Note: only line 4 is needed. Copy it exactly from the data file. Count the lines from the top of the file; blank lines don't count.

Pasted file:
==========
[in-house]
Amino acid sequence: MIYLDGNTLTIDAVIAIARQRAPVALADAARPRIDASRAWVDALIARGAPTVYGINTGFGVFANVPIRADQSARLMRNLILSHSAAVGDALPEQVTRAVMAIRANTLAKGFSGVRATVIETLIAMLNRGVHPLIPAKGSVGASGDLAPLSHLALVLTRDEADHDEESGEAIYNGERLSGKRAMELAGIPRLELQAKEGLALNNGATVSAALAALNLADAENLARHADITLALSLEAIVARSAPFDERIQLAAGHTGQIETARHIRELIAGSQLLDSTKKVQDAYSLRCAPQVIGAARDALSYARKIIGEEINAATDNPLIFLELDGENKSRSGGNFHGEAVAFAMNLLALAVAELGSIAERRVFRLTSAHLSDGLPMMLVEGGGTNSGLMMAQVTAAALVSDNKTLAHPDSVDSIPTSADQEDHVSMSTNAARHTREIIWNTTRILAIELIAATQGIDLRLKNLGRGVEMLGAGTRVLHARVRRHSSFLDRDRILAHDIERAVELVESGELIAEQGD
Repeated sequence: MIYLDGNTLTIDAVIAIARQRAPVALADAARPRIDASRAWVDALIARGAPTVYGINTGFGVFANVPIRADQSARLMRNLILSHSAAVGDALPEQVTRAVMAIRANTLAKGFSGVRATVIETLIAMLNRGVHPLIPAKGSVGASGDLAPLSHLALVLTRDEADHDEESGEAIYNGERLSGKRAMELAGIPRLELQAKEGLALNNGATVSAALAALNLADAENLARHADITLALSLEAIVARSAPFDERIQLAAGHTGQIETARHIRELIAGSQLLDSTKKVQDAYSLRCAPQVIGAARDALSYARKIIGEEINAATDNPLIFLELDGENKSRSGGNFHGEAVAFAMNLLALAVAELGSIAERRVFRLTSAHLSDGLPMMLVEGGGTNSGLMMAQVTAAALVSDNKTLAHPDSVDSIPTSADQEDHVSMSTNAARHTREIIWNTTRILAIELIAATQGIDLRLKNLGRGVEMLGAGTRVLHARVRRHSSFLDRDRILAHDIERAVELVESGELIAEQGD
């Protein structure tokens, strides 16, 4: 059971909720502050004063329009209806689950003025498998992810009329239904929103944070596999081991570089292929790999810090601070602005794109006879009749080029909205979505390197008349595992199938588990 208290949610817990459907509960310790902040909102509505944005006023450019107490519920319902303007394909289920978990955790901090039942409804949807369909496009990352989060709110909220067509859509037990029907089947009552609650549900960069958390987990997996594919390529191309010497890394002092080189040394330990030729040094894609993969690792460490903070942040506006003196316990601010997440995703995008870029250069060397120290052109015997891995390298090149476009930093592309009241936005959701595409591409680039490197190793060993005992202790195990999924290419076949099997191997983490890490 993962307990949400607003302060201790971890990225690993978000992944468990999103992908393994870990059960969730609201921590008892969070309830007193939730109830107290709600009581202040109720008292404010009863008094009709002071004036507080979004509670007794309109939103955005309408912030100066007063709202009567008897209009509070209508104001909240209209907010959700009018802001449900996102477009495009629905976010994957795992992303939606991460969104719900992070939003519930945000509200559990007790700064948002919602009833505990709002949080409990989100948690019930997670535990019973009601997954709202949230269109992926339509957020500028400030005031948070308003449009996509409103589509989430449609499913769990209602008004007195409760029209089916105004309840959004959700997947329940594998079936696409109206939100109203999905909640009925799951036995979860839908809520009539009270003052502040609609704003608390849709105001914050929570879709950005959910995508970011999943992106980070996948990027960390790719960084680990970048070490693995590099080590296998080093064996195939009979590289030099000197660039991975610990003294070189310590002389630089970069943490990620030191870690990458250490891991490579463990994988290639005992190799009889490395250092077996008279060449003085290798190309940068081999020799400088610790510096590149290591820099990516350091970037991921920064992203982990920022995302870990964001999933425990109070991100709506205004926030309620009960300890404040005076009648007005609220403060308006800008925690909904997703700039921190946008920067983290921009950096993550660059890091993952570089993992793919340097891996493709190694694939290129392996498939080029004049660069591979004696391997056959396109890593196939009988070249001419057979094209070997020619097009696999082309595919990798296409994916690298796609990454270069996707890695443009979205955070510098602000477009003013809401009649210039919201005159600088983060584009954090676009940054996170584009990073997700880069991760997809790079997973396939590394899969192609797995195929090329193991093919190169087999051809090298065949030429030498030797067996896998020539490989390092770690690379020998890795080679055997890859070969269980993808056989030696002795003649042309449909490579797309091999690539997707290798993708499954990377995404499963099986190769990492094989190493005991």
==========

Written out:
């Protein structure tokens, strides 16, 4: 059971909720502050004063329009209806689950003025498998992810009329239904929103944070596999081991570089292929790999810090601070602005794109006879009749080029909205979505390197008349595992199938588990 208290949610817990459907509960310790902040909102509505944005006023450019107490519920319902303007394909289920978990955790901090039942409804949807369909496009990352989060709110909220067509859509037990029907089947009552609650549900960069958390987990997996594919390529191309010497890394002092080189040394330990030729040094894609993969690792460490903070942040506006003196316990601010997440995703995008870029250069060397120290052109015997891995390298090149476009930093592309009241936005959701595409591409680039490197190793060993005992202790195990999924290419076949099997191997983490890490 993962307990949400607003302060201790971890990225690993978000992944468990999103992908393994870990059960969730609201921590008892969070309830007193939730109830107290709600009581202040109720008292404010009863008094009709002071004036507080979004509670007794309109939103955005309408912030100066007063709202009567008897209009509070209508104001909240209209907010959700009018802001449900996102477009495009629905976010994957795992992303939606991460969104719900992070939003519930945000509200559990007790700064948002919602009833505990709002949080409990989100948690019930997670535990019973009601997954709202949230269109992926339509957020500028400030005031948070308003449009996509409103589509989430449609499913769990209602008004007195409760029209089916105004309840959004959700997947329940594998079936696409109206939100109203999905909640009925799951036995979860839908809520009539009270003052502040609609704003608390849709105001914050929570879709950005959910995508970011999943992106980070996948990027960390790719960084680990970048070490693995590099080590296998080093064996195939009979590289030099000197660039991975610990003294070189310590002389630089970069943490990620030191870690990458250490891991490579463990994988290639005992190799009889490395250092077996008279060449003085290798190309940068081999020799400088610790510096590149290591820099990516350091970037991921920064992203982990920022995302870990964001999933425990109070991100709506205004926030309620009960300890404040005076009648007005609220403060308006800008925690909904997703700039921190946008920067983290921009950096993550660059890091993952570089993992793919340097891996493709190694694939290129392996498939080029004049660069591979004696391997056959396109890593196939009988070249001419057979094209070997020619097009696999082309595919990798296409994916690298796609990454270069996707890695443009979205955070510098602000477009003013809401009649210039919201005159600088983060584009954090676009940054996170584009990073997700880069991760997809790079997973396939590394899969192609797995195929090329193991093919190169087999051809090298065949030429030498030797067996896998020539490989390092770690690379020998890795080679055997890859070969269980993808056989030696002795003649042309449909490579797309091999690539997707290798993708499954990377995404499963099986190769990492094989190493005991």